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Taking the Bute out of Argyll and Bute?

Your views sought

By Gordon Neish
Taking the Bute out of Argyll and Bute?
The proposed new boundaries


Plans announced last Thursday could see the current Argyll and Bute Westminster constituency expanded in size, and be called simply ‘Argyll’ from 2024.

Not Argyll and Bute, not Argyll and the Isles, but just plain Argyll.

The proposals, on which members of the public are invited to comment, would see the large, sparsely-populated Ardnamurchan, Glencoe and Loch Leven areas included in the new constituency.

If the Boundary Commission proposals are implemented Scotland would lose two seats in Westminster, Wales would lose eight and England would gain ten.

Major alterations are to be made to boundaries across the country to ensure seats have a roughly equal number of voters.

Apert from a couple of specific island constituencies, geographical size is not taken into consideration. If the proposal goes ahead the MP for Argyll would have one of the largest constituencies in the UK.

Current MP for Argyll and Bute, Brendan O’Hara, said: “I am very disappointed in this proposal; the people of Argyll and Bute deserve better than this. I am particularly angry by the suggested removal of Bute from the constituency name.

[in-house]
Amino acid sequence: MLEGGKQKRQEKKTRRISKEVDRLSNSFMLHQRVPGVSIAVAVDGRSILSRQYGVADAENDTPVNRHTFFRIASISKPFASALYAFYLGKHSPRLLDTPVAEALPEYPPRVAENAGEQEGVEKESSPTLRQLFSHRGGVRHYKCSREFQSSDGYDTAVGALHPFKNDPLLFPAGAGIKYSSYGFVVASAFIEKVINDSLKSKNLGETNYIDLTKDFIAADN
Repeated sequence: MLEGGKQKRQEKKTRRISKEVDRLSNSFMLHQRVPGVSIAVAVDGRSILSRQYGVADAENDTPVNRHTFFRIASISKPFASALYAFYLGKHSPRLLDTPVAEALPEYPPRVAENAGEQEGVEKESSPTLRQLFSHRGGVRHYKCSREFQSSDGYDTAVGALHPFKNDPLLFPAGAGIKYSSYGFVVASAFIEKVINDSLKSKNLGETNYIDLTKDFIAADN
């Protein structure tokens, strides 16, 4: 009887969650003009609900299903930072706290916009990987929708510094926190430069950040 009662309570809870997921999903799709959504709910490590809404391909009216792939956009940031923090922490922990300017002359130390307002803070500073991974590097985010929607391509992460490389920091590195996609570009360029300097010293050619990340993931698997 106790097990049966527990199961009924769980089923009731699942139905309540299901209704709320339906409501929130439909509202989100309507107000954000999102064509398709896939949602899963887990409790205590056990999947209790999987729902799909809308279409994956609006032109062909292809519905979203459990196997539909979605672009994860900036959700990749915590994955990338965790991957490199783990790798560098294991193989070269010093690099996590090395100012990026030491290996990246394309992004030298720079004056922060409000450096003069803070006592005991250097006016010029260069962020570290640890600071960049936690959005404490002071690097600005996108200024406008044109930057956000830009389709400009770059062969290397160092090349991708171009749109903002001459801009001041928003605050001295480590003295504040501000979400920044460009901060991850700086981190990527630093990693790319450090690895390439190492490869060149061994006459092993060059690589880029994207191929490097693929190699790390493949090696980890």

“The importance of the Isle of Bute to this constituency has been recognised since it was incorporated into the name all the way back in 1983. To have it removed now seems unnecessary and, quite frankly pretty disrespectful.”

A series of consultations and public hearings will be held, and the plans will need to be confirmed by MPs.

The removal of Bute from the constituency name has angered many islanders. Iain from Port Bannatyne told the Isle of Bute News: “I totally do not understand this. It’s been Argyll and Bute forever. Years and years it been like this, why change it? It’s unnecessary changes for the sake of unnecessary changes.”

While a slightly more pessimistic islander added: “It feels like we are always forgotten about on the island anyway, so I can’t see it making much difference.”

By law, the electoral map needs to be reviewed on a regular basis to keep it up to date with demographic changes – for example, so that fast-growing urban areas have enough representatives, and so that MPs all represent a similar number of voters.

The current set of Westminster boundaries have been in place since 2005, when Scotland dropped from 72 constituencies down to 59.

The review is carried out by independent boundary commissioners in each part of the country according to a strict set of rules based on how big each seat should be in terms of population and geographical size.

Aside from island constituencies like Orkney and Shetland, which are protected, each seat should comprise between 69,724 and 77,062 voters.

Only 18 of Scotland’s current constituencies fit this quota, and only nine will be untouched by the review.

The Boundary Commission is looking for your views on the proposals.

Go to to have your say.

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